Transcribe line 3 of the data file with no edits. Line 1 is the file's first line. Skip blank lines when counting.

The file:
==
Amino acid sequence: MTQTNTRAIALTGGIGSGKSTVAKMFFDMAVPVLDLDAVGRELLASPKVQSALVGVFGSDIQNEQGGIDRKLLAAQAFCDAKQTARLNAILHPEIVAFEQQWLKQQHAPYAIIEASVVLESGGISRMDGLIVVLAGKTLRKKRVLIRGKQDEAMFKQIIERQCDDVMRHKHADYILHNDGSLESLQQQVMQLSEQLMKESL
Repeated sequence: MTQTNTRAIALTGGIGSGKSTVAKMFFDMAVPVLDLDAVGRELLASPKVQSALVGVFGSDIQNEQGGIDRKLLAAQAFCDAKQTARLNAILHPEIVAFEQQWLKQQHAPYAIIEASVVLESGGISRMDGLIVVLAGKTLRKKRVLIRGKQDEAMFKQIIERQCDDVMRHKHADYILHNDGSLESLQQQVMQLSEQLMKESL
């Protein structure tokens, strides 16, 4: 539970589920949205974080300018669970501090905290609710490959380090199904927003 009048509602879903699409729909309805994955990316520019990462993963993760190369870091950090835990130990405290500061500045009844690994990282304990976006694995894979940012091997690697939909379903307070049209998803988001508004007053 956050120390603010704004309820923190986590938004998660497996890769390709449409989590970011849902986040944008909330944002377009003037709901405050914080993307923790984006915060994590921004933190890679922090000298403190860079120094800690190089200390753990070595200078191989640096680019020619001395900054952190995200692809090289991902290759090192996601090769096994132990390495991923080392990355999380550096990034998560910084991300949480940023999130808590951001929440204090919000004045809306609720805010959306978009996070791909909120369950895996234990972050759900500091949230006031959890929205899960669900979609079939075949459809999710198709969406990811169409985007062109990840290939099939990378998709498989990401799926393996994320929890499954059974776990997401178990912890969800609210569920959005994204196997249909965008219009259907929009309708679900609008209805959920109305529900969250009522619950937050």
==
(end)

């Protein structure tokens, strides 16, 4: 539970589920949205974080300018669970501090905290609710490959380090199904927003 009048509602879903699409729909309805994955990316520019990462993963993760190369870091950090835990130990405290500061500045009844690994990282304990976006694995894979940012091997690697939909379903307070049209998803988001508004007053 956050120390603010704004309820923190986590938004998660497996890769390709449409989590970011849902986040944008909330944002377009003037709901405050914080993307923790984006915060994590921004933190890679922090000298403190860079120094800690190089200390753990070595200078191989640096680019020619001395900054952190995200692809090289991902290759090192996601090769096994132990390495991923080392990355999380550096990034998560910084991300949480940023999130808590951001929440204090919000004045809306609720805010959306978009996070791909909120369950895996234990972050759900500091949230006031959890929205899960669900979609079939075949459809999710198709969406990811169409985007062109990840290939099939990378998709498989990401799926393996994320929890499954059974776990997401178990912890969800609210569920959005994204196997249909965008219009259907929009309708679900609008209805959920109305529900969250009522619950937050």